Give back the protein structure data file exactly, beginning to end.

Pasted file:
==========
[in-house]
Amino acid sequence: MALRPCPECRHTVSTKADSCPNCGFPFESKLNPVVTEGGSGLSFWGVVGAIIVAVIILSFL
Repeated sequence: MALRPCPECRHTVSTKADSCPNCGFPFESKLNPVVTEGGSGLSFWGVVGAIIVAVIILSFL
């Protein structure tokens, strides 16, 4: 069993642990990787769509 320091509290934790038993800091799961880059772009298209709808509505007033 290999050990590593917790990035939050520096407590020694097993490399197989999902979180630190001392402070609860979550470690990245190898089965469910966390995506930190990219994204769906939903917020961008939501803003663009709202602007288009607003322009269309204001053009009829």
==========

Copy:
[in-house]
Amino acid sequence: MALRPCPECRHTVSTKADSCPNCGFPFESKLNPVVTEGGSGLSFWGVVGAIIVAVIILSFL
Repeated sequence: MALRPCPECRHTVSTKADSCPNCGFPFESKLNPVVTEGGSGLSFWGVVGAIIVAVIILSFL
């Protein structure tokens, strides 16, 4: 069993642990990787769509 320091509290934790038993800091799961880059772009298209709808509505007033 290999050990590593917790990035939050520096407590020694097993490399197989999902979180630190001392402070609860979550470690990245190898089965469910966390995506930190990219994204769906939903917020961008939501803003663009709202602007288009607003322009269309204001053009009829």